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Tuesday, February 28, 2012

Children permitted to testify as witnesses in a disciplinary arbitration

Children permitted to testify as witnesses in a disciplinary arbitration
Stergiou v New York City Dept. of Educ., 2012 NY Slip Op 50291(U), Supreme Court, New York County, Justice Shlomo S. Hagler

One of the issues in this Article 75 of the Civil Practice Law appeal from an adverse disciplinary arbitration award was the arbitrator’s permitting 8-year old third grade students to testify in a disciplinary hearing “because she believed that they were competent witnesses.” The arbitrator excluded the accused teacher from the hearing room while the students were testifying but permitted the teacher’s attorney to cross-examine them.

Justice Hagler, noting that under Education Law §3020-a the parties are subject to compulsory arbitration, said that the arbitration award must satisfy the tests set out in Article 75 and, in addition, also satisfy further judicial scrutiny in that it "must have evidentiary support and cannot be arbitrary and capricious."

Addressing the teachers argument that the arbitrator permitted incompetent witnesses to testify and failed to let her “confront the witnesses,” Justice Hagler said that the “courts are the gate-keepers in ensuring that only competent witnesses may testify under oath” and children may testify “after a preliminary examination gauging the capacity and intelligence of the child, the appreciation of the difference between right and wrong, and the obligations of taking an oath.”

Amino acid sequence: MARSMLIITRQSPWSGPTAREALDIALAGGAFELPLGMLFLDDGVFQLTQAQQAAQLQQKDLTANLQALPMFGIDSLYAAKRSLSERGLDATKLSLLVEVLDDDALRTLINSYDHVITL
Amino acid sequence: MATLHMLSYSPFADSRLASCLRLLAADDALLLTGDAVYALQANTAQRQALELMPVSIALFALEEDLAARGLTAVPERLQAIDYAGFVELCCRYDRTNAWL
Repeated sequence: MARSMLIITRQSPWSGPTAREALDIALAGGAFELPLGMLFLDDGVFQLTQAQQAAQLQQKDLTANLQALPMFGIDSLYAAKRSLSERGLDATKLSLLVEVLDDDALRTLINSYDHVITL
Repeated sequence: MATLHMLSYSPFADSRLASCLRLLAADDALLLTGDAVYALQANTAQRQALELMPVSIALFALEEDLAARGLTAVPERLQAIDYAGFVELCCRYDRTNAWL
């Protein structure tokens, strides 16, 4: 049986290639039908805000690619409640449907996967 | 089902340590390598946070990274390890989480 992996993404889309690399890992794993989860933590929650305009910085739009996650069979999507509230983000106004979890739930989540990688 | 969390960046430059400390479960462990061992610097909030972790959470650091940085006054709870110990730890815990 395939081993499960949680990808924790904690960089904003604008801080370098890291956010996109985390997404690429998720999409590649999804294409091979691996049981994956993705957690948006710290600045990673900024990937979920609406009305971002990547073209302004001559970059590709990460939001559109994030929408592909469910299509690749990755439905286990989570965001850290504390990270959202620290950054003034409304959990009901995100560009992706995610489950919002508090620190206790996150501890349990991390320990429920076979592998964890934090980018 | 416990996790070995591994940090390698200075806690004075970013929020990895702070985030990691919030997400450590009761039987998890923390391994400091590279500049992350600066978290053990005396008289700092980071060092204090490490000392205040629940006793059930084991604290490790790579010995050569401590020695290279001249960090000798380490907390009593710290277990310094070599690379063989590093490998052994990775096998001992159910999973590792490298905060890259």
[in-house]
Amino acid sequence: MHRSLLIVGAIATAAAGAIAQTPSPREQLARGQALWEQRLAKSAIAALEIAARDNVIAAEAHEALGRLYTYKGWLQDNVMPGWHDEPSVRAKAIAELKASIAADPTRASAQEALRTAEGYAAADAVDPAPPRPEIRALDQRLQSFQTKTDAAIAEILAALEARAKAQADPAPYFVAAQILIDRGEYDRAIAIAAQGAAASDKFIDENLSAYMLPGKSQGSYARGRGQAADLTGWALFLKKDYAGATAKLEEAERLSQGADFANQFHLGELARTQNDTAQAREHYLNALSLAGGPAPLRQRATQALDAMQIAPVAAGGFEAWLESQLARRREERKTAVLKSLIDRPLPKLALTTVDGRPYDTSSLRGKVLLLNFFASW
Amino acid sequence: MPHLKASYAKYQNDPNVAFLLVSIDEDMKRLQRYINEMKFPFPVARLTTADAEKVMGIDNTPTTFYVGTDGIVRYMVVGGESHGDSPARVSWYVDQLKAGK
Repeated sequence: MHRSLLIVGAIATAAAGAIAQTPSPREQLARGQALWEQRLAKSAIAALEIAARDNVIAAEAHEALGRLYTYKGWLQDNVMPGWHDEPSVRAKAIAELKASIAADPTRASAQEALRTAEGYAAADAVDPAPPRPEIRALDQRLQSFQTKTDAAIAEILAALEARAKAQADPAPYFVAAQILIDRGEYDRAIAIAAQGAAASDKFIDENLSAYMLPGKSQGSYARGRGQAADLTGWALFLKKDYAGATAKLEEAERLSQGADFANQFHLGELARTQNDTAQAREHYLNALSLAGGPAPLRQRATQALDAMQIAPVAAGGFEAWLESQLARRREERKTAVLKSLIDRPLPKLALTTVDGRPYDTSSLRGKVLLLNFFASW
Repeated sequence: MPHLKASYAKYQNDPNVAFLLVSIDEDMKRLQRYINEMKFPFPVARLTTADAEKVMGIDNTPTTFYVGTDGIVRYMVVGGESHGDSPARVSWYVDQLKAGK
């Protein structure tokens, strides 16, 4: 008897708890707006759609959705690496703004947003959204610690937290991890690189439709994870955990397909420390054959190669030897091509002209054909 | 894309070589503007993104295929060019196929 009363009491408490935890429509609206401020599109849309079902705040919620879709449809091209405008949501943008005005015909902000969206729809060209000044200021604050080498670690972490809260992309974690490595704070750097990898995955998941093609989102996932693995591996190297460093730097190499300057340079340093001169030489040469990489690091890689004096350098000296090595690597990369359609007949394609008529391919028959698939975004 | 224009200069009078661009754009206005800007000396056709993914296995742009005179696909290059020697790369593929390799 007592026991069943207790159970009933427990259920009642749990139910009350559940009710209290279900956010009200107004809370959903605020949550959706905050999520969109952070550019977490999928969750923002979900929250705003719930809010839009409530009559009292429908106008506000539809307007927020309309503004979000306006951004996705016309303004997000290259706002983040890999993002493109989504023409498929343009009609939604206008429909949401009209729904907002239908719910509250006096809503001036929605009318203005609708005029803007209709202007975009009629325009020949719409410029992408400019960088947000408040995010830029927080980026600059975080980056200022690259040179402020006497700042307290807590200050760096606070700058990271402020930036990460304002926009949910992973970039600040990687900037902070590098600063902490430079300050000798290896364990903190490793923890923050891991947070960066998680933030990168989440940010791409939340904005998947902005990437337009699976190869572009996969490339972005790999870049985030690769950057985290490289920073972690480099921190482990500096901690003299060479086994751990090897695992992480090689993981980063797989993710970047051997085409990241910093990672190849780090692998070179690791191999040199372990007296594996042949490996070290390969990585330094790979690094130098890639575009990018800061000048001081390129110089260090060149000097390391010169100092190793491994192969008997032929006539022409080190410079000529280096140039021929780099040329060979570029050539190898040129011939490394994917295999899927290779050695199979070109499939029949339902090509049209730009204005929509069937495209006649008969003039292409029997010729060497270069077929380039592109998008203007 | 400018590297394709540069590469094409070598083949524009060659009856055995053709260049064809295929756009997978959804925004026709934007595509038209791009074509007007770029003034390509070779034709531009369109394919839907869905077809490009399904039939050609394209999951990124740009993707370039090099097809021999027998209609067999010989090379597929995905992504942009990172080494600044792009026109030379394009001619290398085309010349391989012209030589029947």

The court then quoted United States Supreme Court Justice Brewer’s statement in Wheeler v United States, 159 US 523, that "The decision of this question rests primarily with the trial judge [or hearing officer], who sees the proposed [child] witness, notices his manner, his apparent possession or lack of intelligence, as well as his understanding of the obligations of an oath."

Justice Hagler found that the arbitrator conducted an adequate voir dire or preliminary examination into each witnesses’ competency and was able to gauge their level of understanding, ability to tell the truth and to take an oath. In addition, said the court, the arbitrator’s “line of inquiry was satisfactory” and the teacher’s counsel “did not seek any voir dire whatsoever into the minor witnesses competency.”

Further, Justice Hagler held that “Even assuming arguendo that the [arbitrator] did not have a proper foundation for children's testimony, the [she] was not bound by the strict rules of evidence and was permitted to elicit such testimony that she believed would be just and proper under the circumstances.”

As to the teacher’s claim that she was denied her due process rights to hear the testimony or confront the eight (8) year old witnesses, the court said that she “did not have an absolute right to do so in the context of an arbitration/administrative disciplinary hearing,” citing Matter of Abdur-Raheem v Mann, 85 NY2d 113.

The decision is posted on the Internet at:

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